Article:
Religious Symbolism

Dream of the Rood and Miracles of the Virgin are highly symbolic texts. The most noticeable symbol in Dream of the Rood is the cross or the tree, which is also symbolic of God and his suffering. Rather than highlighting the pain and suffering of the Lord The Dream of the Rood is more focused on the rood’s journey and response to the crucifixion. The cross sets a sorrowful tone in the tale as it evoke pity and in the end praise from the reader.

Symbolism in Miracles of the Virgin is the white lily flowers that are found in the throat of the male figures. I’m not sure of the significance of the flower, but I know it has a connection to the Virgin Mary and her purity. The last male figure is healed by the Virgin’s breast milk. There is some significance with the throat and the Virgin but Im not exactly sure what that is. Like The Dream of the Rood this poem focuses a religious figure other than God and her role in his life.

1 thought on “Religious Symbolism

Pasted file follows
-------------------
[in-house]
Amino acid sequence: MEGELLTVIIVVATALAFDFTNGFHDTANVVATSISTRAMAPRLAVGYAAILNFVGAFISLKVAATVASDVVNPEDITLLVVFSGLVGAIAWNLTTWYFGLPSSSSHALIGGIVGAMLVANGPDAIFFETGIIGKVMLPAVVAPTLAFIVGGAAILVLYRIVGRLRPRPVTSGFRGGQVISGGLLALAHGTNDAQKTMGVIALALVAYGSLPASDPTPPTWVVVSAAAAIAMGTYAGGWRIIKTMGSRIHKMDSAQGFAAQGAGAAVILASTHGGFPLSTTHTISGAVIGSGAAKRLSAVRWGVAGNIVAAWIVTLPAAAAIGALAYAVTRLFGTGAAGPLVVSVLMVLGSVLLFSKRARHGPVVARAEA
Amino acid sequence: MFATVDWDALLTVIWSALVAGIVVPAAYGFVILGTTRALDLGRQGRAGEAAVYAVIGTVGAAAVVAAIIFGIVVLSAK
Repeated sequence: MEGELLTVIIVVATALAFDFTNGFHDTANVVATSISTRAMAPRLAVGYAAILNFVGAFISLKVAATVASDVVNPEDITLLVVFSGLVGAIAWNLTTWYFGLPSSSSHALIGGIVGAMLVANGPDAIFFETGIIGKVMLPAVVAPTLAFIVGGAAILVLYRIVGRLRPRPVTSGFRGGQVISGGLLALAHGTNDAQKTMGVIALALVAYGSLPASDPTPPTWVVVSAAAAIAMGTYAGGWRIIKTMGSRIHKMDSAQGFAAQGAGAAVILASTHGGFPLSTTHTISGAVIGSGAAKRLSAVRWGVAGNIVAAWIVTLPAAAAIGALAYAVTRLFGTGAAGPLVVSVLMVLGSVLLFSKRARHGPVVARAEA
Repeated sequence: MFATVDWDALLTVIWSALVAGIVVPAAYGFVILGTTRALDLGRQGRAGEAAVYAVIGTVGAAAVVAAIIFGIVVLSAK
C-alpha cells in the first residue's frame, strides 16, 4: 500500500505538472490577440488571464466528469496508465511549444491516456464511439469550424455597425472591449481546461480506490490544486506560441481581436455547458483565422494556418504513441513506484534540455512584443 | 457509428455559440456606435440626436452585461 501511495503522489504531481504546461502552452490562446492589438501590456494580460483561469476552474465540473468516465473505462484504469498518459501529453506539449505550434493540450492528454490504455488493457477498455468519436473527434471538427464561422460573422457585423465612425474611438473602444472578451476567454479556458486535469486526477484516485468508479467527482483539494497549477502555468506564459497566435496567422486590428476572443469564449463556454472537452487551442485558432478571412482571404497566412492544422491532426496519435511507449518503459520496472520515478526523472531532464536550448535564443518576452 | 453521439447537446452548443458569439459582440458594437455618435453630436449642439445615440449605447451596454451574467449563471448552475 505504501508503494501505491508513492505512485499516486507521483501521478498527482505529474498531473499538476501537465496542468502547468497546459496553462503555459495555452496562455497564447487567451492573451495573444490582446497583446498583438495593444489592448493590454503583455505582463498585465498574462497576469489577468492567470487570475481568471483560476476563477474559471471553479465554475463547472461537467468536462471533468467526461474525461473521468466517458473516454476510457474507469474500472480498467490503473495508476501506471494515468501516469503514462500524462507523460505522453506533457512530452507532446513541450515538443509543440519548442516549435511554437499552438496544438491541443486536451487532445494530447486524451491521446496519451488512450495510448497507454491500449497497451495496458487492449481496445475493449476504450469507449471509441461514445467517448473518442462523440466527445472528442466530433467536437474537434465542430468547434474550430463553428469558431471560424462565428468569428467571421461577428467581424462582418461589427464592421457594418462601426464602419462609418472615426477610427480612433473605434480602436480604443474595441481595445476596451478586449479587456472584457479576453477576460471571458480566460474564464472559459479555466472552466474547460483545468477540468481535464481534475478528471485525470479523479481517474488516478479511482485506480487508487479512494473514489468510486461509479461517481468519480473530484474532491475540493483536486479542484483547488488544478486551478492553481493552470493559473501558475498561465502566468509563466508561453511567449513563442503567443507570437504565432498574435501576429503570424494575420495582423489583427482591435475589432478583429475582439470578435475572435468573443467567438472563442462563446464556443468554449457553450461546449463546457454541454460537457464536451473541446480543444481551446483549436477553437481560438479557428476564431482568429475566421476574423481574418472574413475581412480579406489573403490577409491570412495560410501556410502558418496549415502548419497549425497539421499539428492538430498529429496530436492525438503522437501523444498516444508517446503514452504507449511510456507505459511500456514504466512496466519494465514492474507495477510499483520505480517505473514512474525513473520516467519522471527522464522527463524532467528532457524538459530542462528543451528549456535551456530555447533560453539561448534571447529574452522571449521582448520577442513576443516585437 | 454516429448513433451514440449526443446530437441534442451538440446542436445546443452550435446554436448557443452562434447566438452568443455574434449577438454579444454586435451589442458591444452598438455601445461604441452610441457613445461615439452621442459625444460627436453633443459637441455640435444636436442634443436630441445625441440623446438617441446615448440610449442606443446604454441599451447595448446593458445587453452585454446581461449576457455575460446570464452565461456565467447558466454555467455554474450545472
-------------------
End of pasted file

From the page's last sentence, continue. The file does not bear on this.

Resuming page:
1. The symbolism in both poems was intriguing. However, like most of our classmates, I found the symbolism and the personification of the cross very interesting. The cross has been a symbol for Christ’s suffering and death (as well as his subsequent resurrection) for a very long time. Personifying this piece of the story was kind of neat. The cross explains its own suffering, as well as the suffering of Jesus. In many ways, these stories are paralleled. We experience much of the same sorrow, woe, pity, hope, and joy that readers of the traditional version may feel. I personally found this personification and story-telling to be very effective.

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